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Professional Audio Production Software for Mac

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Audio Production software

There are dozens of professional programs available for recording, editing, mixing and mastering audio on a Mac computer. As a whole, these audio production software programs are commonly referred to as digital audio workstations or DAWs.

The major DAW programs for Mac include Digidesign Pro Tools, Steinberg Cubase, Apple Logic Pro, Mark of the Unicorn Digital Performer and Ableton Live.

Despite the inherent differences between each program, they all include some basic features that define DAWs in general: MIDI sequencing, audio recording, editing and mixing, virtual instruments and plug-ins.

Origins of the Major Audio Production Software for Mac Computers

With the exception of Ableton Live, all of the major software DAWs have been around for decades. Most of these programs began as professional MIDI sequencer software in the mid to late 1980s. Cubase, Logic, and Digital Performer are all examples of modern-day DAWs that started out as MIDI creation and editing software.

With advances in technology, each new version of these three digital audio workstation programs gradually adopted more and more digital audio capability. Conversely, Pro Tools was originally released as digital audio production software with notoriously limited MIDI capability. Little was done in terms of MIDI development until Pro Tools 8, which finally boasts full MIDI integration.

Key Features of the Major Audio Production Software for Apple Computers

All of the brands of Mac DAW software mentioned above will yield professional results for audio engineers and music producers. The key to choosing the best DAW depends on how each user prefers to work and thus, which features are most important to that particular style of workflow.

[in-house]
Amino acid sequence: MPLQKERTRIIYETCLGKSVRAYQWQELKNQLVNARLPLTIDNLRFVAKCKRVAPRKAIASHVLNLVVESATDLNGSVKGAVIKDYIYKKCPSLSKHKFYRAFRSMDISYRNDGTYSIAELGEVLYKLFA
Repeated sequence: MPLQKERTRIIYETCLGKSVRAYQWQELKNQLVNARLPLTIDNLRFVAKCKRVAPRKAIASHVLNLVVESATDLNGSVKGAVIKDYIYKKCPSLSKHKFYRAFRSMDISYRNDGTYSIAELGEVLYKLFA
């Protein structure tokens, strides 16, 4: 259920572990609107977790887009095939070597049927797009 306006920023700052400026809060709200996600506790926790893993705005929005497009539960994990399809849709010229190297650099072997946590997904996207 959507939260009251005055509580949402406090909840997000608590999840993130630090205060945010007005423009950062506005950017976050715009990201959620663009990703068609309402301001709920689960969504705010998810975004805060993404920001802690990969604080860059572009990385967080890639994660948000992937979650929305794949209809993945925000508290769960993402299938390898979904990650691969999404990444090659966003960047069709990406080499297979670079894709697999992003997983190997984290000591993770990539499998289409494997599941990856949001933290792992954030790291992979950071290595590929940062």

Digidesign Pro Tools users tend to appreciate the fact that their software DAW is the industry standard. This affords Pro Tools users the luxury of seamlessly transferring sessions to audio engineers and musicians at almost any major studio or project studio around the world.

Steinberg’s Cubase often appeals to those Mac users looking for a DAW focused on creating professional audio compositions. Cubase offers outstanding MIDI capability, powerful audio editing features and an impressive collection of built-in virtual instruments and plug-ins.

Mark of the Unicorn’s Digital Performer is a derivative of ‘Performer’, one of the first audio applications for Mac. Besides this long history of Mac compatibility, users of Digital Performer also enjoy a professional film scoring environment with the ability to export to Final Cut Pro and Pro Tools.

Users of Apple Logic Pro are unique in that their DAW and computer are both built by the same company. This allows for enhanced efficiency and integration with other Apple applications such as Final Cut Pro. Users of Logic Pro are also given a fully customizable workspace and a massive collection of high-quality virtual instruments and plug-ins.
Ableton Live is a relatively new but very popular digital audio workstation. This loop-based DAW first appeared in 2001 and quickly became a favorite of DJs and electronic musicians due to its unique interface and its ability to excel in both studio composition and live performance. Another feature that attracts Mac users to Live is its ability to be used within the environment of other major DAWs via the Rewire protocol.

How to Choose the Best Mac Audio Production Software

Whenever possible, personally test out the most appealing DAWs before making a purchase. Some companies (such as Ableton) offer ‘trial’ or ‘demo’ versions of their software. Another option is to buy a ‘lite’ version of the software (such as Apple’s Logic Express) which usually sells for a fraction of the price of the ‘full’ version. For those DAWs that offer neither of these options, the only choice may be to spend an hour or so experimenting with that particular DAW at a local music retailer.

Once you have decide on a DAW, stick with it and spend the time to learn the software thoroughly. This is important because in the event that the DAW fails to meet expectations, the standard knowledge gained from working on that digital audio workstation can be transferred to any of the other DAWs.

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